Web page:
The Poetry and Philosophy of Star Wars

“It’s like poetry, sort of – they rhyme” may be one of George Lucas’ most lambasted quotes, but there’s more to the cinematography and philosophy of the Star Wars movies that many casual film-goers realise.

Having been produced in different eras and against different political backdrops, each of the Star Wars trilogies in the ‘Skywalker Saga’ explore different conceptions of morality, building on each previous trilogy’s lore and contextualising the ideas presented in earlier installments.

Meanwhile, the ‘poetry’ of the cinematography which Lucas, the franchise creator, spoke about is the use of visual cues and similar shots to establish familiarity and evoke scenes in other films, maintaining a cohesive visual identity while encouraging viewers to think about similarities, differences and consequences of actions between the separate trilogies.

The Original Trilogy

Written in part as a response to the injustices and shallowness of the Vietnam War, the original Star Wars trilogy – consisting of classics A New Hope, The Empire Strikes Back and Return of the Jedi – presents a simple black and white morality of good versus evil.

Though the Sith are only introduced by name in the prequel trilogy, the Jedi – users of the light side of the force – are seen as guardians of peace, the galaxy having been thrown into disarray and despair after the rise of the Empire.

The Empire is a plastic representation of evil, its political ideology – besides from destroying planets which don’t comply to the Emperor’s rule – unexplored to ensure there’s no ambiguity of morality.

Image result for star wars vader
Darth Vader’s easily recognizable appearance has made him a pop culture symbol of evil

The figureheads of the Empire themselves – the Emperor (he is only christened Palpatine/Darth Sidious in the prequels) and Darth Vader are similarly cardboard cutout. Though Vader does get some character development in Return of the Jedi and is often read as a metaphor for the mechanization of war (and, in more recent times, a symbol for the thinning boundaries between people and technology), most of these ideas about the character have their genesis in the oft-lauded prequel trilogy. In the originals, Darth Vader is still pretty badass, and serves for the most part as a simplistic and highly tuned symbol of faceless evil.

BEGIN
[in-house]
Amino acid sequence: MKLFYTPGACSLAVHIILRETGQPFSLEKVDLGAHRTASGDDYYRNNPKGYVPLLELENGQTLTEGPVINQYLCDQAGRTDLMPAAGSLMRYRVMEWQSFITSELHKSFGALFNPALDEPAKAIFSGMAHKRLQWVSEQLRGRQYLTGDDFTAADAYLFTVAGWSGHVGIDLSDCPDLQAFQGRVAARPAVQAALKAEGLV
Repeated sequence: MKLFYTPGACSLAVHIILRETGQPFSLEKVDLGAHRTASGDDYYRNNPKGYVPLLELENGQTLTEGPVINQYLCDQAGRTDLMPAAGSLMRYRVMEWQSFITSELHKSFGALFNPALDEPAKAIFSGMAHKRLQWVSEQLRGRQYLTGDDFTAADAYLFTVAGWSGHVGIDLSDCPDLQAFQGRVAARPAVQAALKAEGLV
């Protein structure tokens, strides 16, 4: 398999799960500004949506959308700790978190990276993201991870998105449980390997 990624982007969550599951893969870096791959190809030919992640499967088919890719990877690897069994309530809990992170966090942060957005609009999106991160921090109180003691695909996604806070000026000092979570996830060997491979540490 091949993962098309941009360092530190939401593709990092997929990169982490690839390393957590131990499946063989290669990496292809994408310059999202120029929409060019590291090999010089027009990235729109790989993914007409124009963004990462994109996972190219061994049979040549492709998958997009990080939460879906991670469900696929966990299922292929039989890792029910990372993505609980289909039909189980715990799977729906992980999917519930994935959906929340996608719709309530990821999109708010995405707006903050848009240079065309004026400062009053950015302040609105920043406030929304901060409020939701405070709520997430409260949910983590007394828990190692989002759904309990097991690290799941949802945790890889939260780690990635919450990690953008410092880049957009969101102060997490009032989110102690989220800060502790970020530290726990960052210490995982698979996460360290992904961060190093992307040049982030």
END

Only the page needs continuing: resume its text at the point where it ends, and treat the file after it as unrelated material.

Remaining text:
The moral here is clear: some ideologies are good, others are evil – of course, we don’t see here the politics of either the Empire or their competitors, the Rebellion. History is told through the eyes of the victors but, by following the analogy of the Vietnam War, could it be said that the Rebellion is actually Vietnam? Using outdated technology and rag-tag methods of warfare (most famously in the Battle of Endor in Jedi), what was left of the Republic managed to shake free from the shackles of a highly advanced, wealthy and technologically and resource-driven Empire. Remind you of anywhere? And no, we’re not talking about Disney.

While no doubt the easily digestible presentation of classical binary morality no doubt adds to the original trilogy’s timeless appeal, future iterations of the franchise called into question the effectiveness of dividing the world into the good and the evil – the dark side and the light side – and suggests we should look at the world through a more critical and open-minded lens.

The Prequel Trilogy

On the surface a continuation of the binary morality found in the original trilogy, The Phantom Menace, Attack of the Clones and the (quite frankly brilliant) Revenge of the Sith do much to ensure the surface view of the Jedi as good, the Sith as evil continues – only to shatter this binary in its subtext.

Here, we see the final days of the Republic. First suggested as an ideal society in A New Hope, audiences get to see holes in this utopian system. The Republic heaves with corruption and hypocrisy, with Chancellors who overstay their terms, political interference from the Jedi, and back-door deals between shadowy figures and cloning facilities to create armies.

Emperor Palpatine’s rise to power is as much a cautionary retelling about Hitler’s rise to power (note the obvious Nazi imagery throughout all the movies) as it is a criticism of flawed electoral systems, and how democracy can easily be hijacked by members of the Far Right or Left. “So this is how liberty dies,” Padme says, lamenting Palpatine’s grasp of emergency powers. “With thunderous applause.” Meanwhile, the Separatists are seen by the Republic as shallowly evil as the Empire is presented in the original films, while many of the systems desire independence from the heavy taxation imposed on them by the Republic.

Anakin before the Jedi Council. The Council attempt to employ Anakin as a spy as distrust in Palpatine’s rule grows